Family & Companions
This tall, darkly handsome character actor first came to attention as Al Pacino's overwrought gay lover in Sidney Lumet's "Dog Day Afternoon" (1975), a role that earned him an Oscar nomination, and later was amusingly wonderful as the villainous prince in Rob Reiner's "The Princess Bride" (1987). Chris Sarandon came out of a decade of stage roles before working in front of the cameras. He first toured the US as a member of the Catholic University Players, performing works by Moliere and Shakespeare and later marked time with an improvisational company in Washington, DC, and with the Long Wharf Theatre in New Haven, CT. Sarandon made his Broadway debut in 1970 as Jacob Rothschild--the brother who takes France--in the musical "The Rothschilds," with Hal Linden and Robby Benson. In 1972, Sarandon replaced Raul Julia as Proteus in the Tony-winning Broadway musical "Two Gentlemen of Verona," John Guare's musical adaptation of the Shakespeare play. Five years later, he was part of an all-star ensemble (including Madeline Kahn and Joel Grey) in Guare's "Marco Polo Sings a Solo" at the Public Theatre. Sarandon has continued to work on stage between film and TV assignments, including the ill-fated 1991 musical "Nick and Nora."
His film career commenced with the role of Leon, the male lover and for whom Al Pacino's Sonny robs a bank to finance a sex change operation. While Sarandon had a mere 11 minutes of screen time, he was memorable, but his lost the Best Supporting Actor Oscar to sentimental favorite George Burns. He followed with a turn as the despicable musician-rapist in "Lipstick" (1976), but other strong roles were scarce. One of his best roles was as a suave vampire in Tom Holland's "Fright Night" (1985) and he was also effective as the cop investigating a series of murders in Holland's thriller "Child's Play" (1988). He provided the speaking voice of Jack Skellington in "Tim Burton's The Nightmare Before Christmas" (1993) and appeared in a supporting role in "Just Cause" (1995). He followed with a turn in "Tales From the Crypt Presents: Bordello of Blood" (1996).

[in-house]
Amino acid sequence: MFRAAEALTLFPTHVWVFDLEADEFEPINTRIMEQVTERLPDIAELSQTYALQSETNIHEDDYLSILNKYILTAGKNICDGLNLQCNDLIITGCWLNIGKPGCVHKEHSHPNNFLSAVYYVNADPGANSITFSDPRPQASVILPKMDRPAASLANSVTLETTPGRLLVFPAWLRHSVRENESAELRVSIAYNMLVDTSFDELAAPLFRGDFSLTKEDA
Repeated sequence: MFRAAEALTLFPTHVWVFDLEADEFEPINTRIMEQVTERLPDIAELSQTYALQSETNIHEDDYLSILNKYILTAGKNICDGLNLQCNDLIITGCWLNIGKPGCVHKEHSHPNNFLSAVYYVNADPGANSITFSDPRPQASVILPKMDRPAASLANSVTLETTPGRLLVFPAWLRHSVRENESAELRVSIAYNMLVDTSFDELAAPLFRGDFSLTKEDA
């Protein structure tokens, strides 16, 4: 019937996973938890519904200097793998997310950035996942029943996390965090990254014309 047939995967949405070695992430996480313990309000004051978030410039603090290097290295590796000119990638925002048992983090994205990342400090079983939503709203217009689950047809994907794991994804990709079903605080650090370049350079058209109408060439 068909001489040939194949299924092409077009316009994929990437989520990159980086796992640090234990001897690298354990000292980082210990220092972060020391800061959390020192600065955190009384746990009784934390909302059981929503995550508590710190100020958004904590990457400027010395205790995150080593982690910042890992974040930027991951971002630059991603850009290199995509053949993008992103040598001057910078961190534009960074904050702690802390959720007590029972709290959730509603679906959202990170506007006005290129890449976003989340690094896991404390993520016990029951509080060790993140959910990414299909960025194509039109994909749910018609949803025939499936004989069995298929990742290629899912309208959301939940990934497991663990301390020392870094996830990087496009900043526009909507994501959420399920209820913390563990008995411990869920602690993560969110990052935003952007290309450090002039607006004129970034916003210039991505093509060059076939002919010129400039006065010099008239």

Sarandon began in TV-movies with a bit part in the comedy "Thursday's Game" (ABC, 1974) and had his first substantial role playing the Thomas Wolfe-character in the "Hallmark Hall of Fame" adaptation of the author's "You Can't Go Home Again" (CBS, 1979). He played Jesus in the "The Day Christ Died" (CBS, 1980) and was Sydney Carton in the remake of "A Tale of Two Cities" (CBS, 1980). Sarandon played a juvenile court services director who cares too much in "Broken Promise" (CBS, 1981), was the Creature in CBS' 1986 version of Mary Shelley's "Frankenstein" and the gent Sidney Biddle Barrows toys with in "Mayflower Madam" (CBS, 1987). In a role close to Sarandon's own background, he played the Greek immigrant father of Roxana Zal, living in rural West Virginia and coping with the Ku Klux Klan in "Goodbye, Miss Fourth of July" (Disney Channel, 1988).
From 1967 to 1979, Sarandon was married to actress Susan Sarandon (nee Tomalin), whom he met while attending Catholic University.
Cast (Feature Film)
Cast (TV Mini-Series)
Producer (TV Mini-Series)
Broadway debut as Jacob Rothschild in "The Rothschilds"
Made TV-movie debut with a small role in "Thursday's Game" (ABC)
Made auspicious screen debut in Sidney Lumet's "Dog Day Afternoon"
Landed first significant TV-movie role in "You Can't Go Home Again" (CBS)
Played the creature in "Frankenstein" (CBS)
Made comically wicked turn as villain Prince Humperdinck in "The Princess Bride"
Played Greek immigrant in West Virginia in "Goodbye Miss Fourth of July"
Returned to Broadway as co-star of the ill-fated "Nick and Nora"
Co-starred in "Just Cause"
Played recurring role of a brain surgeon on "ER" (NBC)
Cast in recurring role as a judge dating the tile character on "Judging Amy" (CBS)
Cast as De Guiche on a PBS "Great Performances" presentation of "Cyrano de Bergerac"
Appeared in feature remake of "Fright Night"
Cast in action thriller "Safe," Jason Statham